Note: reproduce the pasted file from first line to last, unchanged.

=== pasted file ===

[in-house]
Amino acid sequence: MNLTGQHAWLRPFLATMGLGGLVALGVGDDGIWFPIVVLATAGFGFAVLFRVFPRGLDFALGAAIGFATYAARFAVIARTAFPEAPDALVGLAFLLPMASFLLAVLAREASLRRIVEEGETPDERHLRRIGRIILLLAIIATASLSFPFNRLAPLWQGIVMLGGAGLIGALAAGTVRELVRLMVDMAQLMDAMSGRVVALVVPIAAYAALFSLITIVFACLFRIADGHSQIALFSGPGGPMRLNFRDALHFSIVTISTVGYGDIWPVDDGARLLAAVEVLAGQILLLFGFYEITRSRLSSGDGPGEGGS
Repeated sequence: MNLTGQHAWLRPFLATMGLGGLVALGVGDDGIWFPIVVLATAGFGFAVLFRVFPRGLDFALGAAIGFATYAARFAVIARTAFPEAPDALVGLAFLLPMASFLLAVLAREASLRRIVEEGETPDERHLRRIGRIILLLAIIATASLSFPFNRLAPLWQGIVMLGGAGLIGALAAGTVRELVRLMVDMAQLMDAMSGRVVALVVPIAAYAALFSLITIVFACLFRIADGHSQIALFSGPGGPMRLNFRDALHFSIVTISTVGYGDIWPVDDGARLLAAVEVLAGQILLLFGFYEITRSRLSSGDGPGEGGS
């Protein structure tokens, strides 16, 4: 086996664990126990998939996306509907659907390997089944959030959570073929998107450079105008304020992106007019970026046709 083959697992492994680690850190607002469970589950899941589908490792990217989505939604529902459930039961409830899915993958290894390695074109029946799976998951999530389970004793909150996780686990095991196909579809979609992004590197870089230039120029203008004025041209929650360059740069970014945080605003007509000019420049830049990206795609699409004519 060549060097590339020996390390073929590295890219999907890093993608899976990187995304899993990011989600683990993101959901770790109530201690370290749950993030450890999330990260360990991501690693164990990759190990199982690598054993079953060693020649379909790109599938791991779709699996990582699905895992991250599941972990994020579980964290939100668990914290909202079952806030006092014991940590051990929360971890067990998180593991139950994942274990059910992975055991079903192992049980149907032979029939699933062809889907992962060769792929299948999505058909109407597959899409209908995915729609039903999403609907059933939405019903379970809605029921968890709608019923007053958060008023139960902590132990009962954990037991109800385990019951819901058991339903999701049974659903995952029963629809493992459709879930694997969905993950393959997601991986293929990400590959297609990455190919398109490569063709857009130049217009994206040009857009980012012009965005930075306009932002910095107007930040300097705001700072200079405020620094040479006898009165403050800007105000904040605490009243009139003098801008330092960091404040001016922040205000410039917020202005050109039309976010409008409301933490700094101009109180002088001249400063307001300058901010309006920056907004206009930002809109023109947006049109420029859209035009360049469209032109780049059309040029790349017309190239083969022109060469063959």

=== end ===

[in-house]
Amino acid sequence: MNLTGQHAWLRPFLATMGLGGLVALGVGDDGIWFPIVVLATAGFGFAVLFRVFPRGLDFALGAAIGFATYAARFAVIARTAFPEAPDALVGLAFLLPMASFLLAVLAREASLRRIVEEGETPDERHLRRIGRIILLLAIIATASLSFPFNRLAPLWQGIVMLGGAGLIGALAAGTVRELVRLMVDMAQLMDAMSGRVVALVVPIAAYAALFSLITIVFACLFRIADGHSQIALFSGPGGPMRLNFRDALHFSIVTISTVGYGDIWPVDDGARLLAAVEVLAGQILLLFGFYEITRSRLSSGDGPGEGGS
Repeated sequence: MNLTGQHAWLRPFLATMGLGGLVALGVGDDGIWFPIVVLATAGFGFAVLFRVFPRGLDFALGAAIGFATYAARFAVIARTAFPEAPDALVGLAFLLPMASFLLAVLAREASLRRIVEEGETPDERHLRRIGRIILLLAIIATASLSFPFNRLAPLWQGIVMLGGAGLIGALAAGTVRELVRLMVDMAQLMDAMSGRVVALVVPIAAYAALFSLITIVFACLFRIADGHSQIALFSGPGGPMRLNFRDALHFSIVTISTVGYGDIWPVDDGARLLAAVEVLAGQILLLFGFYEITRSRLSSGDGPGEGGS
């Protein structure tokens, strides 16, 4: 086996664990126990998939996306509907659907390997089944959030959570073929998107450079105008304020992106007019970026046709 083959697992492994680690850190607002469970589950899941589908490792990217989505939604529902459930039961409830899915993958290894390695074109029946799976998951999530389970004793909150996780686990095991196909579809979609992004590197870089230039120029203008004025041209929650360059740069970014945080605003007509000019420049830049990206795609699409004519 060549060097590339020996390390073929590295890219999907890093993608899976990187995304899993990011989600683990993101959901770790109530201690370290749950993030450890999330990260360990991501690693164990990759190990199982690598054993079953060693020649379909790109599938791991779709699996990582699905895992991250599941972990994020579980964290939100668990914290909202079952806030006092014991940590051990929360971890067990998180593991139950994942274990059910992975055991079903192992049980149907032979029939699933062809889907992962060769792929299948999505058909109407597959899409209908995915729609039903999403609907059933939405019903379970809605029921968890709608019923007053958060008023139960902590132990009962954990037991109800385990019951819901058991339903999701049974659903995952029963629809493992459709879930694997969905993950393959997601991986293929990400590959297609990455190919398109490569063709857009130049217009994206040009857009980012012009965005930075306009932002910095107007930040300097705001700072200079405020620094040479006898009165403050800007105000904040605490009243009139003098801008330092960091404040001016922040205000410039917020202005050109039309976010409008409301933490700094101009109180002088001249400063307001300058901010309006920056907004206009930002809109023109947006049109420029859209035009360049469209032109780049059309040029790349017309190239083969022109060469063959």